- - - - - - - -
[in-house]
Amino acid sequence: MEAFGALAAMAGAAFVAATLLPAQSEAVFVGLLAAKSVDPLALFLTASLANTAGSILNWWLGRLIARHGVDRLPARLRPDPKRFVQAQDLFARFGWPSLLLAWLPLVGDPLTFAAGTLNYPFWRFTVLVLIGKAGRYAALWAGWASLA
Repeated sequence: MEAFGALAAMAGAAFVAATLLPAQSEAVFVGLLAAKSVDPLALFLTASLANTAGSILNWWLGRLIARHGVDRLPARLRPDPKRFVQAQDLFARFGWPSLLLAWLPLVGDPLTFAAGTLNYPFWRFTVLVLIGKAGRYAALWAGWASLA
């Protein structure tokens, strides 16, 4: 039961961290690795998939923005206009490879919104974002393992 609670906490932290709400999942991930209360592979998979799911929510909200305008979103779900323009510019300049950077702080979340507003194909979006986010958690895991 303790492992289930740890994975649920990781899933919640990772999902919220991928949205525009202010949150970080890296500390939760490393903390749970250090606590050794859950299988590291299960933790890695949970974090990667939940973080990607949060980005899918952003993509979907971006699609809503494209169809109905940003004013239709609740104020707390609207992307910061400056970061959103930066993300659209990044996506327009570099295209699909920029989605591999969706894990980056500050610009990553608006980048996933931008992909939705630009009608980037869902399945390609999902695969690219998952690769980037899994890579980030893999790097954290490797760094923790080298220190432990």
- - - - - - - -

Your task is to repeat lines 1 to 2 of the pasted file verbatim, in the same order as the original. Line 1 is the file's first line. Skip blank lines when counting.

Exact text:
[in-house]
Amino acid sequence: MEAFGALAAMAGAAFVAATLLPAQSEAVFVGLLAAKSVDPLALFLTASLANTAGSILNWWLGRLIARHGVDRLPARLRPDPKRFVQAQDLFARFGWPSLLLAWLPLVGDPLTFAAGTLNYPFWRFTVLVLIGKAGRYAALWAGWASLA